In this briefing we explore what the UK leaving the EU might mean for funding of the NHS in England. We then outline the current state of finances for NHS providers in 2015/16, what this implies for the total Department of Health budget, and the scale of the financial challenge facing the health service for the near future.

Download NHS finances outside the EU.

Our analysis builds on the work of the National Institute of Economic and Social Research (NIESR) and the Institute for Fiscal Studies (IFS), and finds that there are significant risks to NHS funding.

The NHS in England is already facing its worst ever financial challenge, following an unprecedented squeeze on funding for health and social care. At the end of the last financial year, health care providers reported a £2.5bn deficit, as 65% struggled to balance their books.

Factors including an ageing population and an increase in prevalence of chronic conditions mean that funding pressures are set to rise by around 4% a year over the next decade. The Health Foundation projects that the NHS will face a funding shortfall of at least £16bn by 2030/31, even before considering the impact of leaving the EU.

Leading economists are almost unanimous in concluding that leaving the EU will have a negative effect on the UK economy, which in turn will impact on public spending. This report concludes that it is difficult to see how the NHS can escape the consequences.

The NHS budget could be £2.8bn lower than currently planned in 2019/20, if the government aims to balance the books overall. In the longer term, the NHS funding shortfall could be at least £19bn by 2030/31– equivalent to £365m a week – assuming the UK is able to join the European Economic Area. If this is not the case, the shortfall will potentially be as high as £28bn – which is £540m a week.

There has been much discussion of additional funding for the NHS as a result of the UK leaving the EU. The Health Foundation’s analysis finds that if economic growth slows as predicted, funding no longer being paid to the EU would be more than cancelled out by the negative economic consequences of leaving. Therefore if the NHS were to receive an extra £100m a week from 2019/20, this would require: increased taxation of around 1p on the rate of income tax; adding £5.2bn to the expected public finance deficit; or making further cuts to other areas of public spending.

Comments

Terence Hoey



I have read your statement with dismay and I feel that Ultra Rare /Rare Diseases will again be put on the long finger I also dread to know what will happen to the European Rare Disease Plan that was agreed by our MP's, MLA's,rare diseases and ultra rare diseases affect very young children will they just be left with out vital treatment and Drugs. We also must not forget the young children who have conditions with out a name what will happen to them also.



Teifi James



This does not bode well for NHS eye care - particularly for patients with uveitis. Despite both the FDA and the EU having approved the use of Adalimumab for the treatment of sight threatening uveitis - the non-clinical commissioning experts at NHS England will not yet permit uveitis experts in England, the freedom to use this treatment. I now realise that 'World Class Commissioning' is either a spectacular oxymoron or a satirical soundbite. Sadly the outlook is increasingly bleak for my patients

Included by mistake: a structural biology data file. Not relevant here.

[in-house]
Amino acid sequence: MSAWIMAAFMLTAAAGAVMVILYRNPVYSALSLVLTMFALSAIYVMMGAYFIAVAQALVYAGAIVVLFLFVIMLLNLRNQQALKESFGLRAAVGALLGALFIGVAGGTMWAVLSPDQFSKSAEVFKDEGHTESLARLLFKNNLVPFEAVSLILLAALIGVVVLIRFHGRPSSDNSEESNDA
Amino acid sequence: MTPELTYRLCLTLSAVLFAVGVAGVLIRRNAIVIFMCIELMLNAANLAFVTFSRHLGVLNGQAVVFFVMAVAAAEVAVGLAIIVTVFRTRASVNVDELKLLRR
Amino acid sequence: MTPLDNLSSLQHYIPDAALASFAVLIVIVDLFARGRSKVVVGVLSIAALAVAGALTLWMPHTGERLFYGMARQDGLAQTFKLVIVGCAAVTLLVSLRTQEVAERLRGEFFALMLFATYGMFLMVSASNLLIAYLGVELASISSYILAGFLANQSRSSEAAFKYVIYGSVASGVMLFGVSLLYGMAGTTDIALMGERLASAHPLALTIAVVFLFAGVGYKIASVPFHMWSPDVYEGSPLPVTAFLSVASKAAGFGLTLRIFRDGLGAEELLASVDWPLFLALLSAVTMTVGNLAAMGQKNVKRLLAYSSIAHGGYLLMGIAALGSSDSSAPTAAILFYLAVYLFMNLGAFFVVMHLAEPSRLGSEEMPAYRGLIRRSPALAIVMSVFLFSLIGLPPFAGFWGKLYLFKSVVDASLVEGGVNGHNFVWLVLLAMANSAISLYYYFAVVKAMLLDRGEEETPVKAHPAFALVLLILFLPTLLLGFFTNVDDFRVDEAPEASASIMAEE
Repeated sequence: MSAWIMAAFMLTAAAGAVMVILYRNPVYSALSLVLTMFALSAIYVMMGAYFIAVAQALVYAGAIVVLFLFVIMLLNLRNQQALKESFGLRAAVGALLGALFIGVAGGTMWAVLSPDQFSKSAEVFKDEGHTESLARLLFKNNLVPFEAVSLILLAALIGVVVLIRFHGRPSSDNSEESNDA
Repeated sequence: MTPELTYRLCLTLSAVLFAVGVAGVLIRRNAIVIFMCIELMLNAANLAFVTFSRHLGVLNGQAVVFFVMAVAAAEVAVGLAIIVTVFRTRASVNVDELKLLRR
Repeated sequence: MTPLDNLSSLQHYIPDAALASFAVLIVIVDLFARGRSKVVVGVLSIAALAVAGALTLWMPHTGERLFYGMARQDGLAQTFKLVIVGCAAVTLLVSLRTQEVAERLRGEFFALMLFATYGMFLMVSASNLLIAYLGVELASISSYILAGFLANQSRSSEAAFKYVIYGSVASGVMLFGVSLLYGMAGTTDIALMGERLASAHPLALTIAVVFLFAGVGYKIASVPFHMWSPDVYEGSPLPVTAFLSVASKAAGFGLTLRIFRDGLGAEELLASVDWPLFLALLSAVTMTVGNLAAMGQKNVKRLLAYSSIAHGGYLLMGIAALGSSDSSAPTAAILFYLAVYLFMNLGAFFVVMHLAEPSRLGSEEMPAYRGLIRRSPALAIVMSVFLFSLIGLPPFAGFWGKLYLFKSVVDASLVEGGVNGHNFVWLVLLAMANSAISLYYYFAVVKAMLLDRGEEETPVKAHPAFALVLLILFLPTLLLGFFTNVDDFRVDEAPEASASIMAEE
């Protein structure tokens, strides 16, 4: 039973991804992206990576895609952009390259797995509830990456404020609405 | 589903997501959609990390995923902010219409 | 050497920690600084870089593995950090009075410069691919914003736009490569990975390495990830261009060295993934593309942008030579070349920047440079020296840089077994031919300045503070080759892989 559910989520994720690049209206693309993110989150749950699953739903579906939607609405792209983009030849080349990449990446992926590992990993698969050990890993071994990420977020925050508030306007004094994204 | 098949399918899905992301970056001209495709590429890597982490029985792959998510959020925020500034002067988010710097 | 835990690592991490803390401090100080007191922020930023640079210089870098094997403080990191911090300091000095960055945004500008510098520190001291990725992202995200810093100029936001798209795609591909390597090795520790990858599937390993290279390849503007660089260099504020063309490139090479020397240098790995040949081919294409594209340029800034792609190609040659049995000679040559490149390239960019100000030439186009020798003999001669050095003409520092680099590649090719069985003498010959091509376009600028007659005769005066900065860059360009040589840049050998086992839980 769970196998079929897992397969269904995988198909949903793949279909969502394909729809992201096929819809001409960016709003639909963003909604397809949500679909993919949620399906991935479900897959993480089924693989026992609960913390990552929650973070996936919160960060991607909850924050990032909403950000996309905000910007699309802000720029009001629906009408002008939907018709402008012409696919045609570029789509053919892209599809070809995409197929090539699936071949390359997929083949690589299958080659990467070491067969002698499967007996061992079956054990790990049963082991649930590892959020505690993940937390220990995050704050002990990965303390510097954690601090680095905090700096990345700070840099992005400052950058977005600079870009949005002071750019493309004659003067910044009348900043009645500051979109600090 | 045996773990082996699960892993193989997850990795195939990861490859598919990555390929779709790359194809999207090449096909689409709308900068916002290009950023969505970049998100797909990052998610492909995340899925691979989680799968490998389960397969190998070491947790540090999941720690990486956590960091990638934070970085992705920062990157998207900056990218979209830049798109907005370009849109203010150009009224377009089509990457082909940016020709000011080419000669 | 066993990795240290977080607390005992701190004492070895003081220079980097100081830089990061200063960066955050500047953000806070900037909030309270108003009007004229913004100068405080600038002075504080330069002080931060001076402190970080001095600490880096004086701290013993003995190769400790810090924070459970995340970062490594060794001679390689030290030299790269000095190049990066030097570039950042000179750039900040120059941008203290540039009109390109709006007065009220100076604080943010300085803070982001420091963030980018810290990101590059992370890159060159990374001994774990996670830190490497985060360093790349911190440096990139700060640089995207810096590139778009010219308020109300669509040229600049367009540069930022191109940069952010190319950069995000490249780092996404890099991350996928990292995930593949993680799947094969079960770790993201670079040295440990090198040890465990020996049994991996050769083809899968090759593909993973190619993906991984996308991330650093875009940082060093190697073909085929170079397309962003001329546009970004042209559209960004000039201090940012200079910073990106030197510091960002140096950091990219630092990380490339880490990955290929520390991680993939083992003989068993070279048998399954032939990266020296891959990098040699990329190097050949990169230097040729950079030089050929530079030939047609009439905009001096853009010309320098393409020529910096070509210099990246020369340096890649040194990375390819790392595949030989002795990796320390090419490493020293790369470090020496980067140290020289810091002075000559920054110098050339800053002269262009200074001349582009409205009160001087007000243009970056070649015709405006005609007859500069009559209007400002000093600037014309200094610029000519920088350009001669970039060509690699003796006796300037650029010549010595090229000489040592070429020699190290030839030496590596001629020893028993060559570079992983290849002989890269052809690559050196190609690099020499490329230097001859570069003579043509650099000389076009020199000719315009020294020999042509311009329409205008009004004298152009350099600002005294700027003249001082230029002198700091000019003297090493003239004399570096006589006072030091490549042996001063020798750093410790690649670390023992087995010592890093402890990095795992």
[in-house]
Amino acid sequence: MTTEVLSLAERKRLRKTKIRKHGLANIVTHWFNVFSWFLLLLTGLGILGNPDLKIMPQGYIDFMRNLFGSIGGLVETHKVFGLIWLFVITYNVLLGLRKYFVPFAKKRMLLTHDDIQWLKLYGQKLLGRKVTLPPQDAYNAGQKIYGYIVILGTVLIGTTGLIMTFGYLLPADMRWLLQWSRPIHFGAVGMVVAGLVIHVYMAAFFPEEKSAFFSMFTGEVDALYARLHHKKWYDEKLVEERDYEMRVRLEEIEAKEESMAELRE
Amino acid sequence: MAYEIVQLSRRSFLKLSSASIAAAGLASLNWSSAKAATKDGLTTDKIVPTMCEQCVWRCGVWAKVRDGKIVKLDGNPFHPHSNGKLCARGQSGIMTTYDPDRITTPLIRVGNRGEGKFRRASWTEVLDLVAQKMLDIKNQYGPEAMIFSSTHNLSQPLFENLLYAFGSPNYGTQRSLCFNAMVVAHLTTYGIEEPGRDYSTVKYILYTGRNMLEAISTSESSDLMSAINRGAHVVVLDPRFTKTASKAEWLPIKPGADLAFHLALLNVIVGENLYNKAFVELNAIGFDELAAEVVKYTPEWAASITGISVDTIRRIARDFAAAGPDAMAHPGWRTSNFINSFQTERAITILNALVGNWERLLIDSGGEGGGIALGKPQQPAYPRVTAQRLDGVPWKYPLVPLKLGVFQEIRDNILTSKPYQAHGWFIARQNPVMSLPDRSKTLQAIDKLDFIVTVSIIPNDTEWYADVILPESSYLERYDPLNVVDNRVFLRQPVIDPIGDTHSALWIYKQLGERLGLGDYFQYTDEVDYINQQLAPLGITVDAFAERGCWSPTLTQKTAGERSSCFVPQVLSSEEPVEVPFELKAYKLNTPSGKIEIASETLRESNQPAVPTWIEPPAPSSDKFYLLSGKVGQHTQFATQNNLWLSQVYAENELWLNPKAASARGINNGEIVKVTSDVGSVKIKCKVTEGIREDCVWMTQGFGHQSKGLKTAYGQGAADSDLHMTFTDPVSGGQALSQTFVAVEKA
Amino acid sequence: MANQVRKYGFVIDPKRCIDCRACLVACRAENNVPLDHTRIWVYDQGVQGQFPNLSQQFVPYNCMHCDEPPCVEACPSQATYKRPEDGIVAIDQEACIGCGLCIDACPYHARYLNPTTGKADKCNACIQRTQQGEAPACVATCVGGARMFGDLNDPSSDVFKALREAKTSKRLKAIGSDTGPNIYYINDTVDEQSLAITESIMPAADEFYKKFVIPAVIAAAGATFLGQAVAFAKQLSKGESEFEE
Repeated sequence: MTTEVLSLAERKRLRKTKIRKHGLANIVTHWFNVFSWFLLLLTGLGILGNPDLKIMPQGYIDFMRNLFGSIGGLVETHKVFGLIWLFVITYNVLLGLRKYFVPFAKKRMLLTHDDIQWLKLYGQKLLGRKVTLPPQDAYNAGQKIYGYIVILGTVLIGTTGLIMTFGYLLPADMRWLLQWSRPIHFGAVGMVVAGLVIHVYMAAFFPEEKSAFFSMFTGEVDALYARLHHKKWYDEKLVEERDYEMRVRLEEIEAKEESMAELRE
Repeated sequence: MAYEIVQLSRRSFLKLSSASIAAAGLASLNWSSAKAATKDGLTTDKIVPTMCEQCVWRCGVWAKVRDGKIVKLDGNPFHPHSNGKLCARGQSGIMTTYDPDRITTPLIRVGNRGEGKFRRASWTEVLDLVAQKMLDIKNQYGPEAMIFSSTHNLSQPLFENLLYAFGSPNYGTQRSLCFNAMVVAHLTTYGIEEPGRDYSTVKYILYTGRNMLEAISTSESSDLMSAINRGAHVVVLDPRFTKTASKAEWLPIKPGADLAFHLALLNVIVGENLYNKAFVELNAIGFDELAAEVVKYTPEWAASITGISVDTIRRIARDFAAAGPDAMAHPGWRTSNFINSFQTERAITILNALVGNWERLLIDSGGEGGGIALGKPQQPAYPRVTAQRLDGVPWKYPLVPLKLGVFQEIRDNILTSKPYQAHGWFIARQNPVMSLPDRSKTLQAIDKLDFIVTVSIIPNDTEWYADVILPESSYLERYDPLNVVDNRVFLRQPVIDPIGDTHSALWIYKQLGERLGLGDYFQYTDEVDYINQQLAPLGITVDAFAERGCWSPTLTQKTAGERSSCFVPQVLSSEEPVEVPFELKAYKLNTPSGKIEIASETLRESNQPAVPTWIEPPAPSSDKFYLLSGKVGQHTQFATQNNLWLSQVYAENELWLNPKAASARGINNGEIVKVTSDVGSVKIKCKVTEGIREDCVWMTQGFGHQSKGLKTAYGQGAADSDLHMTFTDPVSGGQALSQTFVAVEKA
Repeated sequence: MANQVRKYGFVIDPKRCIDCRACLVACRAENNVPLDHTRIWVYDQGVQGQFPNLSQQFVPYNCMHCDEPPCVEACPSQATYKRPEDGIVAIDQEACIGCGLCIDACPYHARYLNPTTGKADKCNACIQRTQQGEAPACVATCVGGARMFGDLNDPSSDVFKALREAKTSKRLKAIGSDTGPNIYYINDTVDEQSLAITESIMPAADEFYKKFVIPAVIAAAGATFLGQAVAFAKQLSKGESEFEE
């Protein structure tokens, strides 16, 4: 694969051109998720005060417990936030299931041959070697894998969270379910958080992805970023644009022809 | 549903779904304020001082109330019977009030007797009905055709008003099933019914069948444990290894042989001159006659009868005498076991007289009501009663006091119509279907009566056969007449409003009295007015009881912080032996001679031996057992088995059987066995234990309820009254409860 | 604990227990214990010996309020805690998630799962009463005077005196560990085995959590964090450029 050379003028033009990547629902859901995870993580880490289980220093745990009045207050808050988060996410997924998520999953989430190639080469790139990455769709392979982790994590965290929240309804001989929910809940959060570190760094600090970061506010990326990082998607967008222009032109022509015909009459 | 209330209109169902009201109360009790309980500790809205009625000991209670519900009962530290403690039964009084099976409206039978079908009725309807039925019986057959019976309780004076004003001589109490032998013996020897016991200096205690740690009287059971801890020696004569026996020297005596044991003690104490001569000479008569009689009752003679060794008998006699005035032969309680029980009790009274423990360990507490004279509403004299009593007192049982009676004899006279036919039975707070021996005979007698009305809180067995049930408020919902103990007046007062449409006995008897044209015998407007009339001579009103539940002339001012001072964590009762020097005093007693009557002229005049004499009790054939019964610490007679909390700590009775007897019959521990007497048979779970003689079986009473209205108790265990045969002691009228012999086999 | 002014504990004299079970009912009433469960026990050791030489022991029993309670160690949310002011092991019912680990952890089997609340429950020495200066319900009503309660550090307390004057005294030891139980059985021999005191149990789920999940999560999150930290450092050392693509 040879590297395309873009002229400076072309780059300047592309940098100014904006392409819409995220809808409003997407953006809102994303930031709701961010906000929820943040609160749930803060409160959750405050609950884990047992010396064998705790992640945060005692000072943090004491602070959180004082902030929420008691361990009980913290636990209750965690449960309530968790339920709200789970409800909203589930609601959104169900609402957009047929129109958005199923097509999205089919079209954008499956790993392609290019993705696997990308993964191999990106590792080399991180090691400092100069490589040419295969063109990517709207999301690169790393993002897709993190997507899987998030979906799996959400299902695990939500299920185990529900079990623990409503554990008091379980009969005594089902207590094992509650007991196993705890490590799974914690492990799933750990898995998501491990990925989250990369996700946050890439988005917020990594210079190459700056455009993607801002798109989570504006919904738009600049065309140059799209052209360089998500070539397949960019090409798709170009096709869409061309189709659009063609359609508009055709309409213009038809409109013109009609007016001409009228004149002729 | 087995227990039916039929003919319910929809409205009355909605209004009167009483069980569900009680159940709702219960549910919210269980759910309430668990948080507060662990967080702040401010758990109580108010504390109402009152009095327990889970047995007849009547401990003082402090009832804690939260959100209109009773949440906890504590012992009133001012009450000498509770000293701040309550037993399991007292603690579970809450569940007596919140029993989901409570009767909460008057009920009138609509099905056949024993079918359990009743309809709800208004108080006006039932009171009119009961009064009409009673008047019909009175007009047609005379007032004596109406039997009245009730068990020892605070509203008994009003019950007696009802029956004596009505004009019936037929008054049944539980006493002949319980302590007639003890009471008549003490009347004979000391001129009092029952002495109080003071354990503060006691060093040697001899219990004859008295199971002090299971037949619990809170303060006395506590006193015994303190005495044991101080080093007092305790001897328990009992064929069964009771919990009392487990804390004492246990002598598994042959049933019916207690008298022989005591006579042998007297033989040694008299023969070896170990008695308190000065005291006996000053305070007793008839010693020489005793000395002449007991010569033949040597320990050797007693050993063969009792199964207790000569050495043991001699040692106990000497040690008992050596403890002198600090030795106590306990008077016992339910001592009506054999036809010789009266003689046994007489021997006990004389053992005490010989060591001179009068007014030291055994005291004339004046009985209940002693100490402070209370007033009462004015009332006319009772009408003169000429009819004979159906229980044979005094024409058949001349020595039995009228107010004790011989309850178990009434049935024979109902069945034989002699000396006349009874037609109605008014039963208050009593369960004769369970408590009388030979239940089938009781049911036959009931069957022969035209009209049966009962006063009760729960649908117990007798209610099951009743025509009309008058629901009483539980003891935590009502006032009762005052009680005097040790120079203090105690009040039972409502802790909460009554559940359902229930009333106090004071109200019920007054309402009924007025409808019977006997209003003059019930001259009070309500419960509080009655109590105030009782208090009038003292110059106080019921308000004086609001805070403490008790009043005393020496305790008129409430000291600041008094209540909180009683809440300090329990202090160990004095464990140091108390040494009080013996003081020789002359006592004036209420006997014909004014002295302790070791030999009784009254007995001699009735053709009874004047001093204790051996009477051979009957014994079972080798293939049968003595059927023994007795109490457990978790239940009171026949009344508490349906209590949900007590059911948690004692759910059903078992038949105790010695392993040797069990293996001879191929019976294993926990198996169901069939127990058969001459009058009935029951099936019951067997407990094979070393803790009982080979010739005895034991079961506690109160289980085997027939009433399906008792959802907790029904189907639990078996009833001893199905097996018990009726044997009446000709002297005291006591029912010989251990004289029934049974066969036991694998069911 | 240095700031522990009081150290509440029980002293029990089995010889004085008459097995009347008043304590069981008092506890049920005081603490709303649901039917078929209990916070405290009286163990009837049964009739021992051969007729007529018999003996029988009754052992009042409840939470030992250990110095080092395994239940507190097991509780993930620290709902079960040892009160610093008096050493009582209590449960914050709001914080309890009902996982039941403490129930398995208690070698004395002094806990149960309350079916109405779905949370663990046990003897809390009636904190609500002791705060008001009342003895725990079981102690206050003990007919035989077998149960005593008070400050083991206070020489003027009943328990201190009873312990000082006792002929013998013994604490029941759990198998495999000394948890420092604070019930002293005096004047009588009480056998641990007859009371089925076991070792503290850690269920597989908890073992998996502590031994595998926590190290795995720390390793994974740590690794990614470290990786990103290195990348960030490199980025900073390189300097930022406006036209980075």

brendan



Diabetes is a growing world problem with the cost of treating complications almost double the cost of treatment including insulin. Why cant the NHS see that by investing in better treatment options such as Afrezza insulin which has been FDA approved and manages the blood glucose of diabetes in the usa much better than any injectable insulin. It can save us a fortune and minimise hospital admissions due to microvascular complications, blindness, kidney failure, amputations (currently 100 per week) and acute hypoglycaemia, coma and potential brain damage and/or death.



Roger



In or out of the EU the financial demands of the NHS aren't sustainable. We need to look at efficiencies and service redesign to make sure that the lionshare of funding is heading straight to healthcare instead of propping up antiquated ways of working.

As new staff join the NHS they need to be aware they are joining an organisation where healthy business models are as important as healthy living to stop the increasing pressure on a service that can and must reinvent itself



Roger



Hi. I am confused! Surely Boris Johnson will make certain that money presently being paid to the EU will be used to add funding to the NHS. It said so on the side of his bus



Geoff



Like Roger I am confused, there are fewer hospitals, fewer doctors, fewer nurses, departments being closed everywhere, beds being closed everywhere, just before the 2015 election Jeremy Hunt sold off 780 million pounds worth of NHS resources, some were highly profitable. Richard Branson has just bought social care services for the South East for the knockdown price of around 500 million. Theresa May says the NHS is receiving record levels of funding. Now I am no economist, but, either someone is lying to us or we have the most inept bunch of people ever to run a business in charge of it.
The most probable answer is it is being dismantled because of an ideology so that its poor performance can be used to justify selling it off at knockdown prices to friends and donors.



Add new comment

* indicates a required field

Your email address will not be published on the site and will only be used if we need to contact you about your comment.

View our comments policy